Also up for debate is the profit that houses actually derive from couture. With Christian Dior likely serving as an exception (as it has widely been reported that under the direction of Raf Simons, the house’s couture division saw an increase in sales), couture is largely considered a loss. As Pierre Bergé, the original business partner of Yves Saint Laurent, notably said in 1987: “We don’t make a profit from couture. But it’s not a problem. It’s our advertising budget.” He was referring to resulting exposure in the media and on red carpets. Other brands’ inability to consistently derive profit based on couture collections can likely be implied from the swift decrease in houses that are official members of the Fédération française de la couture, du prêt-à-porter des couturiers et des créateurs de mode; not many houses are official haute couture houses anymore.
In 2000, the number of official couture houses had dwindled down to just 18. The number is down even more in recent years. This speaks volumes to the state of couture, as does the movement towards a more couture take on ready-to-wear, which provides designers the opportunity to show a handful of garments of heightened craft without having to meet the standards of the Fédération française de la couture to be legally designated as a hate couture house.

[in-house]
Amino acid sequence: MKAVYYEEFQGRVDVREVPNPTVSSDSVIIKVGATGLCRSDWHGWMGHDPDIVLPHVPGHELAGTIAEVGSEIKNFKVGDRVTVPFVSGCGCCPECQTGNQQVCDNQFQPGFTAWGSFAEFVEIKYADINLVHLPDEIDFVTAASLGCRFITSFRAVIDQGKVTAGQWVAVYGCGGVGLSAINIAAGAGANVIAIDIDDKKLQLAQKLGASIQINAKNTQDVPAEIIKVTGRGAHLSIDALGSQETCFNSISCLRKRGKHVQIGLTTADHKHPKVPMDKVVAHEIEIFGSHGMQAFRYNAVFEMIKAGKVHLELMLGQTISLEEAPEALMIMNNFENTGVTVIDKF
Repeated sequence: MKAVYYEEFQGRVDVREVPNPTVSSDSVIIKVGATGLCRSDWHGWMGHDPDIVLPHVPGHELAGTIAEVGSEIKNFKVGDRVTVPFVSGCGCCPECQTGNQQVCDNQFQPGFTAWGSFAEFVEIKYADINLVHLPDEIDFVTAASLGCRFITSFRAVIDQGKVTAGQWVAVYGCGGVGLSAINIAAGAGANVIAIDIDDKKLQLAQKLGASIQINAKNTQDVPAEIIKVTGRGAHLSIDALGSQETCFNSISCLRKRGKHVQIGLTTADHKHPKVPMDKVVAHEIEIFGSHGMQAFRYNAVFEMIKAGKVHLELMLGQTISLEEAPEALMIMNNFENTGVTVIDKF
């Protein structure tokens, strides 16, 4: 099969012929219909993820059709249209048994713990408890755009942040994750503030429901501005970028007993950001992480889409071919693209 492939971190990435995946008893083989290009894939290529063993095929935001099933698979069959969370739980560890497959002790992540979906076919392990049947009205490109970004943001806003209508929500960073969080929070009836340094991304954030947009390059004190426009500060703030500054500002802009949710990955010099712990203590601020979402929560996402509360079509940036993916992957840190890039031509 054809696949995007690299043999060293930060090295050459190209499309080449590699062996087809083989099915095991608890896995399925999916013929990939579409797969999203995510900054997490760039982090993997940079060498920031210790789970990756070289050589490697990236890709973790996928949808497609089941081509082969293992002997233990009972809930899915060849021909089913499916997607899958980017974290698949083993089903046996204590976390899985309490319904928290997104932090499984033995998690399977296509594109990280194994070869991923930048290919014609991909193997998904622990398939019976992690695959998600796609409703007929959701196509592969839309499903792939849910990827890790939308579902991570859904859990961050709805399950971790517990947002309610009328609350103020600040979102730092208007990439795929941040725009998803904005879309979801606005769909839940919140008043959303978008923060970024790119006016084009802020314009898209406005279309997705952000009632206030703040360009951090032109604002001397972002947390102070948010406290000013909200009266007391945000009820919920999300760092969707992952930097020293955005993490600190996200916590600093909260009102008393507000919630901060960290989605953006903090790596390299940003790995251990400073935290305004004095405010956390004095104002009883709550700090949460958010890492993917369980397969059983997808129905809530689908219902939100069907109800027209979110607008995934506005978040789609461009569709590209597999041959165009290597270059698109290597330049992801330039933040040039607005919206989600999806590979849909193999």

This is all to say that couture is certainly not at the height of relevance at the moment. However, there are some exceptions to the rule, as Bergé noted. While Yves Saint Laurent, Lanvin, Balenciaga, Balmain, Paco Rabanne, and Rochas, for instance, are not considered official couture houses, Dior is, and its growth over the past several years under Raf Simons is promising and suggests that couture may not be a total windfall after all. However, in addition to couture for couture's sake, this form of ultra-high fashion has yet another benefit, one that couture houses, like Givenchy, Dior and Chanel, have been relying on for decades: Licensing. And instances like the Golden Globes are precisely why.
This year, nearly 18.5 million people tuned into the Golden Globes. Even more people likely came across photos from the red carpet (and its stand out looks) thanks to a huge array of websites and the various forms of social media we all utilize. Blanchett’s Givenchy couture dress, with its fringe-tiered skirt, certainly falls into the camp of "stand out" looks and thus, garnered quite a bit of media attention both on the evening of the awards and this past September when it was unveiled (again) in Givenchy’s S/S 2016 womenswear show in New York – a noteworthy event for the brand that regularly shows in Paris. In addition to having its dress strewn across the internet, Givenchy’s name is accordingly on many people's lips and timelines. This is the equivalent of an expensive advertising campaign. As such, the couture collection is doing its job and garnering a lot of attention for the design house.